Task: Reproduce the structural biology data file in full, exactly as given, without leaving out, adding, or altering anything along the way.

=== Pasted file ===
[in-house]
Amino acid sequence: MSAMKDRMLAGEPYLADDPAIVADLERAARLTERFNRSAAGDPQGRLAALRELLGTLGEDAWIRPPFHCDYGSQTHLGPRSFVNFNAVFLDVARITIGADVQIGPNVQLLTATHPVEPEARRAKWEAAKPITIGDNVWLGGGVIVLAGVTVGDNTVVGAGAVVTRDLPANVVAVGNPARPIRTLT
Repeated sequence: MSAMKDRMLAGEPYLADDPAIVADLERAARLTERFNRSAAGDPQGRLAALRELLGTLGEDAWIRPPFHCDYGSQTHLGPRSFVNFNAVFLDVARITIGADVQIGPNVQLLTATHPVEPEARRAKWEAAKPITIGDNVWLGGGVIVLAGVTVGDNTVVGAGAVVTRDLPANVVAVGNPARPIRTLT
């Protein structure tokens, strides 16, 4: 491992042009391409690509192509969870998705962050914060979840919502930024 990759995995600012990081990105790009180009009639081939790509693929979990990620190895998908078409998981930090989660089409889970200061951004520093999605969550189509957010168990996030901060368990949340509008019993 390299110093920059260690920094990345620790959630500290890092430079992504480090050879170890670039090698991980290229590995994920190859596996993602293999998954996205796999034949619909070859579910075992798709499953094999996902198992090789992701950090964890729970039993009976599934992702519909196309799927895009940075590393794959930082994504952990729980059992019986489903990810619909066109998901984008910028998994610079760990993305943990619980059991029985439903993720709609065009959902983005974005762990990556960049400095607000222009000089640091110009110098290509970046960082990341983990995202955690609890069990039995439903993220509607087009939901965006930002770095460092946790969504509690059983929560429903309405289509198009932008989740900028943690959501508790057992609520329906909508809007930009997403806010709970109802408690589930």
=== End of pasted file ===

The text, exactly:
[in-house]
Amino acid sequence: MSAMKDRMLAGEPYLADDPAIVADLERAARLTERFNRSAAGDPQGRLAALRELLGTLGEDAWIRPPFHCDYGSQTHLGPRSFVNFNAVFLDVARITIGADVQIGPNVQLLTATHPVEPEARRAKWEAAKPITIGDNVWLGGGVIVLAGVTVGDNTVVGAGAVVTRDLPANVVAVGNPARPIRTLT
Repeated sequence: MSAMKDRMLAGEPYLADDPAIVADLERAARLTERFNRSAAGDPQGRLAALRELLGTLGEDAWIRPPFHCDYGSQTHLGPRSFVNFNAVFLDVARITIGADVQIGPNVQLLTATHPVEPEARRAKWEAAKPITIGDNVWLGGGVIVLAGVTVGDNTVVGAGAVVTRDLPANVVAVGNPARPIRTLT
């Protein structure tokens, strides 16, 4: 491992042009391409690509192509969870998705962050914060979840919502930024 990759995995600012990081990105790009180009009639081939790509693929979990990620190895998908078409998981930090989660089409889970200061951004520093999605969550189509957010168990996030901060368990949340509008019993 390299110093920059260690920094990345620790959630500290890092430079992504480090050879170890670039090698991980290229590995994920190859596996993602293999998954996205796999034949619909070859579910075992798709499953094999996902198992090789992701950090964890729970039993009976599934992702519909196309799927895009940075590393794959930082994504952990729980059992019986489903990810619909066109998901984008910028998994610079760990993305943990619980059991029985439903993720709609065009959902983005974005762990990556960049400095607000222009000089640091110009110098290509970046960082990341983990995202955690609890069990039995439903993220509607087009939901965006930002770095460092946790969504509690059983929560429903309405289509198009932008989740900028943690959501508790057992609520329906909508809007930009997403806010709970109802408690589930």